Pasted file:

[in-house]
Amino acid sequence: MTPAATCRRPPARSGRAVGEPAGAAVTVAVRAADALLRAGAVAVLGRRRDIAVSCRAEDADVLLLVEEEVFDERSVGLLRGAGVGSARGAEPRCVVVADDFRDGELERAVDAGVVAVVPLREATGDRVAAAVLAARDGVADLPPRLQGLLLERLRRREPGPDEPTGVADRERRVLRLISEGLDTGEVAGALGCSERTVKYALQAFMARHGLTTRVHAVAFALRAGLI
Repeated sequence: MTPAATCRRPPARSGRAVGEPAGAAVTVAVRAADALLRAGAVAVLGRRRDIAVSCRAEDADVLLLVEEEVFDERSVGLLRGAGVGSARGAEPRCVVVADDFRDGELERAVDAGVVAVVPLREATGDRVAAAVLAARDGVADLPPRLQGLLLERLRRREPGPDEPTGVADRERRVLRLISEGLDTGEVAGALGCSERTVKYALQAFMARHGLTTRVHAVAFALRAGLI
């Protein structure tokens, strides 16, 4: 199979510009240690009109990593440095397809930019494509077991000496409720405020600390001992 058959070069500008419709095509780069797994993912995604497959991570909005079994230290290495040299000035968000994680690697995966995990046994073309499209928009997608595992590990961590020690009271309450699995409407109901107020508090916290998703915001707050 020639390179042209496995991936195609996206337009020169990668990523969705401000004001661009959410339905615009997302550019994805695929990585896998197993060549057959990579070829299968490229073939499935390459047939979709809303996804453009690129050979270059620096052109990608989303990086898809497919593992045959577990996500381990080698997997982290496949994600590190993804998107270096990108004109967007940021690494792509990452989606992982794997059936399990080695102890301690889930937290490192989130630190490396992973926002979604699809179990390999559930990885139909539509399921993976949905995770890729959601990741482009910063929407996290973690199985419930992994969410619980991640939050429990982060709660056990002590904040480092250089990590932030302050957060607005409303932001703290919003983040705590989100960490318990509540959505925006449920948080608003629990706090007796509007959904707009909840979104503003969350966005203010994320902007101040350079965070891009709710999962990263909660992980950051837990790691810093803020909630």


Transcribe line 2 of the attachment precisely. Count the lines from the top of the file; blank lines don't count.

Amino acid sequence: MTPAATCRRPPARSGRAVGEPAGAAVTVAVRAADALLRAGAVAVLGRRRDIAVSCRAEDADVLLLVEEEVFDERSVGLLRGAGVGSARGAEPRCVVVADDFRDGELERAVDAGVVAVVPLREATGDRVAAAVLAARDGVADLPPRLQGLLLERLRRREPGPDEPTGVADRERRVLRLISEGLDTGEVAGALGCSERTVKYALQAFMARHGLTTRVHAVAFALRAGLI